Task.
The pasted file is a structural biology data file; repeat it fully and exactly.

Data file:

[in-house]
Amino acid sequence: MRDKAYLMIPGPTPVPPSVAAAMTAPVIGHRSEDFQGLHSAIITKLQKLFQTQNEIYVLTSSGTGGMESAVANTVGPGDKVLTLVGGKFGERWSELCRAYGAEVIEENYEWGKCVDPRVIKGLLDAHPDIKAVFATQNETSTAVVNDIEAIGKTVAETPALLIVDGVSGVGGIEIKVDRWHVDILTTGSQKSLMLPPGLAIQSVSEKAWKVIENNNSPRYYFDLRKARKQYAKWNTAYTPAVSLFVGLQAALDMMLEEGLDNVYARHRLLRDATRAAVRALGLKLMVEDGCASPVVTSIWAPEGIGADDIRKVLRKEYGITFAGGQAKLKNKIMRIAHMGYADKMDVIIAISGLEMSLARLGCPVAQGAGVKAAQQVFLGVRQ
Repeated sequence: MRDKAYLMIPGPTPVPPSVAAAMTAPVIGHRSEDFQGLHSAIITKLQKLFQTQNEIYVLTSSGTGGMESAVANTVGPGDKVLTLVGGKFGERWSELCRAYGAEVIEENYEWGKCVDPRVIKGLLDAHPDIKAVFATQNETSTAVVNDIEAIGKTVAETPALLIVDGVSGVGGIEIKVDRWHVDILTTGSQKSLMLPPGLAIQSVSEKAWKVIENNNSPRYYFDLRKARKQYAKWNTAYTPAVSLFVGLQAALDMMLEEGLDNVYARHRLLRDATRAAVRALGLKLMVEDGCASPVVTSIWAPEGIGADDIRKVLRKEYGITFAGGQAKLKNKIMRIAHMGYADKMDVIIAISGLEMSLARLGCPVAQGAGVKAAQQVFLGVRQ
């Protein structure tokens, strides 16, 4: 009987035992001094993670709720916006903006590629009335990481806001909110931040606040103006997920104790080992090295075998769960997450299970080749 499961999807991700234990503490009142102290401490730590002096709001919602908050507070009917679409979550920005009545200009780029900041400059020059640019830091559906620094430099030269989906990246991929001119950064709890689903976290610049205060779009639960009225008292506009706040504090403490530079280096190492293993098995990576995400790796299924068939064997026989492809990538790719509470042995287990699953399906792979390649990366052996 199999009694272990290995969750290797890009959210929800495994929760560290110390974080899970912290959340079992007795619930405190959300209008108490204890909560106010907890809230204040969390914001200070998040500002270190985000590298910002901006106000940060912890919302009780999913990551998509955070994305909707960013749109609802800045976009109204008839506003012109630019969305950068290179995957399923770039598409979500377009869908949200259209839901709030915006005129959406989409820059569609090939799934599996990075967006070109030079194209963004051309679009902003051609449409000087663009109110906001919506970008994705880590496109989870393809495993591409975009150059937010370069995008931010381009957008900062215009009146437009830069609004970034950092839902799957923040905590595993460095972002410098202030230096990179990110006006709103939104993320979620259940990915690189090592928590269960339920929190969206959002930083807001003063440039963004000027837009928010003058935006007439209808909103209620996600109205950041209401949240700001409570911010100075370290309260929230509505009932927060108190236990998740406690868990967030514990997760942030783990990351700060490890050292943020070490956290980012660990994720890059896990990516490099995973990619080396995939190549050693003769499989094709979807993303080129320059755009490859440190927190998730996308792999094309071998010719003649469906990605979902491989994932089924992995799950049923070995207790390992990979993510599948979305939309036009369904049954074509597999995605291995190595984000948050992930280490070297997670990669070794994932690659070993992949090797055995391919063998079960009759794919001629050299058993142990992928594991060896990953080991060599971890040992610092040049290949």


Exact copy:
[in-house]
Amino acid sequence: MRDKAYLMIPGPTPVPPSVAAAMTAPVIGHRSEDFQGLHSAIITKLQKLFQTQNEIYVLTSSGTGGMESAVANTVGPGDKVLTLVGGKFGERWSELCRAYGAEVIEENYEWGKCVDPRVIKGLLDAHPDIKAVFATQNETSTAVVNDIEAIGKTVAETPALLIVDGVSGVGGIEIKVDRWHVDILTTGSQKSLMLPPGLAIQSVSEKAWKVIENNNSPRYYFDLRKARKQYAKWNTAYTPAVSLFVGLQAALDMMLEEGLDNVYARHRLLRDATRAAVRALGLKLMVEDGCASPVVTSIWAPEGIGADDIRKVLRKEYGITFAGGQAKLKNKIMRIAHMGYADKMDVIIAISGLEMSLARLGCPVAQGAGVKAAQQVFLGVRQ
Repeated sequence: MRDKAYLMIPGPTPVPPSVAAAMTAPVIGHRSEDFQGLHSAIITKLQKLFQTQNEIYVLTSSGTGGMESAVANTVGPGDKVLTLVGGKFGERWSELCRAYGAEVIEENYEWGKCVDPRVIKGLLDAHPDIKAVFATQNETSTAVVNDIEAIGKTVAETPALLIVDGVSGVGGIEIKVDRWHVDILTTGSQKSLMLPPGLAIQSVSEKAWKVIENNNSPRYYFDLRKARKQYAKWNTAYTPAVSLFVGLQAALDMMLEEGLDNVYARHRLLRDATRAAVRALGLKLMVEDGCASPVVTSIWAPEGIGADDIRKVLRKEYGITFAGGQAKLKNKIMRIAHMGYADKMDVIIAISGLEMSLARLGCPVAQGAGVKAAQQVFLGVRQ
């Protein structure tokens, strides 16, 4: 009987035992001094993670709720916006903006590629009335990481806001909110931040606040103006997920104790080992090295075998769960997450299970080749 499961999807991700234990503490009142102290401490730590002096709001919602908050507070009917679409979550920005009545200009780029900041400059020059640019830091559906620094430099030269989906990246991929001119950064709890689903976290610049205060779009639960009225008292506009706040504090403490530079280096190492293993098995990576995400790796299924068939064997026989492809990538790719509470042995287990699953399906792979390649990366052996 199999009694272990290995969750290797890009959210929800495994929760560290110390974080899970912290959340079992007795619930405190959300209008108490204890909560106010907890809230204040969390914001200070998040500002270190985000590298910002901006106000940060912890919302009780999913990551998509955070994305909707960013749109609802800045976009109204008839506003012109630019969305950068290179995957399923770039598409979500377009869908949200259209839901709030915006005129959406989409820059569609090939799934599996990075967006070109030079194209963004051309679009902003051609449409000087663009109110906001919506970008994705880590496109989870393809495993591409975009150059937010370069995008931010381009957008900062215009009146437009830069609004970034950092839902799957923040905590595993460095972002410098202030230096990179990110006006709103939104993320979620259940990915690189090592928590269960339920929190969206959002930083807001003063440039963004000027837009928010003058935006007439209808909103209620996600109205950041209401949240700001409570911010100075370290309260929230509505009932927060108190236990998740406690868990967030514990997760942030783990990351700060490890050292943020070490956290980012660990994720890059896990990516490099995973990619080396995939190549050693003769499989094709979807993303080129320059755009490859440190927190998730996308792999094309071998010719003649469906990605979902491989994932089924992995799950049923070995207790390992990979993510599948979305939309036009369904049954074509597999995605291995190595984000948050992930280490070297997670990669070794994932690659070993992949090797055995391919063998079960009759794919001629050299058993142990992928594991060896990953080991060599971890040992610092040049290949």